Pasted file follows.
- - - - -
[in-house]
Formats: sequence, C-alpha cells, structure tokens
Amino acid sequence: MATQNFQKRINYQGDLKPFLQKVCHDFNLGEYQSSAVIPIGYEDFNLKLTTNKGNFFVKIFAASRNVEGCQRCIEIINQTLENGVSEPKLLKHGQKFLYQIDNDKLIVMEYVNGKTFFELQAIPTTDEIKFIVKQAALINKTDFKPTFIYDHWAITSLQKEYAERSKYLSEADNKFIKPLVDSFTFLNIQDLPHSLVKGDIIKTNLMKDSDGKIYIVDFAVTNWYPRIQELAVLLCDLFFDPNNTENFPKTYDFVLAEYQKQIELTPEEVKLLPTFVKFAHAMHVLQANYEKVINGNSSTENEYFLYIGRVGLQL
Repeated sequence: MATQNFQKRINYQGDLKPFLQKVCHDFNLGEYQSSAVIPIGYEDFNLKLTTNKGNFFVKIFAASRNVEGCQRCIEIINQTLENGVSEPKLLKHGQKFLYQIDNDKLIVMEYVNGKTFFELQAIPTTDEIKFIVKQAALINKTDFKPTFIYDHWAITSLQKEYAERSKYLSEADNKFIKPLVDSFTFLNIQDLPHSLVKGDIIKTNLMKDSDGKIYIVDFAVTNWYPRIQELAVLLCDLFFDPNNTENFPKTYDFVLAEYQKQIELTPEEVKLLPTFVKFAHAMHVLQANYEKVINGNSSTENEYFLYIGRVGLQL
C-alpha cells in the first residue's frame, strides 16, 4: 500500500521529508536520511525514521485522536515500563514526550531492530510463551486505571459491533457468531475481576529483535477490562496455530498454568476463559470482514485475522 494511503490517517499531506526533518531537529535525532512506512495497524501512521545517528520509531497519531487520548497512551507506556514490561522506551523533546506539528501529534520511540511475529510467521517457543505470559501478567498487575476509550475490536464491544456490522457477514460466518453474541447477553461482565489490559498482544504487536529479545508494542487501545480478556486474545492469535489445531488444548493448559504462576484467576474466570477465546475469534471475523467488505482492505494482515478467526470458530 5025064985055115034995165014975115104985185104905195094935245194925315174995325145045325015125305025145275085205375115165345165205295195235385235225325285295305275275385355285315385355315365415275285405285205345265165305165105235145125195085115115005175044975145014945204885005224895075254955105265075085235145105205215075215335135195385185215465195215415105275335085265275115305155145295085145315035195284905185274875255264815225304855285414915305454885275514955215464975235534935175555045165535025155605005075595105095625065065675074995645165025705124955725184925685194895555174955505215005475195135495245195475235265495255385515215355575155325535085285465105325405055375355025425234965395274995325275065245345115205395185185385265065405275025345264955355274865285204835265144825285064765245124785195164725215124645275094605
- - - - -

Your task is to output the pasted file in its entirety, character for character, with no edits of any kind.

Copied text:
[in-house]
Formats: sequence, C-alpha cells, structure tokens
Amino acid sequence: MATQNFQKRINYQGDLKPFLQKVCHDFNLGEYQSSAVIPIGYEDFNLKLTTNKGNFFVKIFAASRNVEGCQRCIEIINQTLENGVSEPKLLKHGQKFLYQIDNDKLIVMEYVNGKTFFELQAIPTTDEIKFIVKQAALINKTDFKPTFIYDHWAITSLQKEYAERSKYLSEADNKFIKPLVDSFTFLNIQDLPHSLVKGDIIKTNLMKDSDGKIYIVDFAVTNWYPRIQELAVLLCDLFFDPNNTENFPKTYDFVLAEYQKQIELTPEEVKLLPTFVKFAHAMHVLQANYEKVINGNSSTENEYFLYIGRVGLQL
Repeated sequence: MATQNFQKRINYQGDLKPFLQKVCHDFNLGEYQSSAVIPIGYEDFNLKLTTNKGNFFVKIFAASRNVEGCQRCIEIINQTLENGVSEPKLLKHGQKFLYQIDNDKLIVMEYVNGKTFFELQAIPTTDEIKFIVKQAALINKTDFKPTFIYDHWAITSLQKEYAERSKYLSEADNKFIKPLVDSFTFLNIQDLPHSLVKGDIIKTNLMKDSDGKIYIVDFAVTNWYPRIQELAVLLCDLFFDPNNTENFPKTYDFVLAEYQKQIELTPEEVKLLPTFVKFAHAMHVLQANYEKVINGNSSTENEYFLYIGRVGLQL
C-alpha cells in the first residue's frame, strides 16, 4: 500500500521529508536520511525514521485522536515500563514526550531492530510463551486505571459491533457468531475481576529483535477490562496455530498454568476463559470482514485475522 494511503490517517499531506526533518531537529535525532512506512495497524501512521545517528520509531497519531487520548497512551507506556514490561522506551523533546506539528501529534520511540511475529510467521517457543505470559501478567498487575476509550475490536464491544456490522457477514460466518453474541447477553461482565489490559498482544504487536529479545508494542487501545480478556486474545492469535489445531488444548493448559504462576484467576474466570477465546475469534471475523467488505482492505494482515478467526470458530 5025064985055115034995165014975115104985185104905195094935245194925315174995325145045325015125305025145275085205375115165345165205295195235385235225325285295305275275385355285315385355315365415275285405285205345265165305165105235145125195085115115005175044975145014945204885005224895075254955105265075085235145105205215075215335135195385185215465195215415105275335085265275115305155145295085145315035195284905185274875255264815225304855285414915305454885275514955215464975235534935175555045165535025155605005075595105095625065065675074995645165025705124955725184925685194895555174955505215005475195135495245195475235265495255385515215355575155325535085285465105325405055375355025425234965395274995325275065245345115205395185185385265065405275025345264955355274865285204835265144825285064765245124785195164725215124645275094605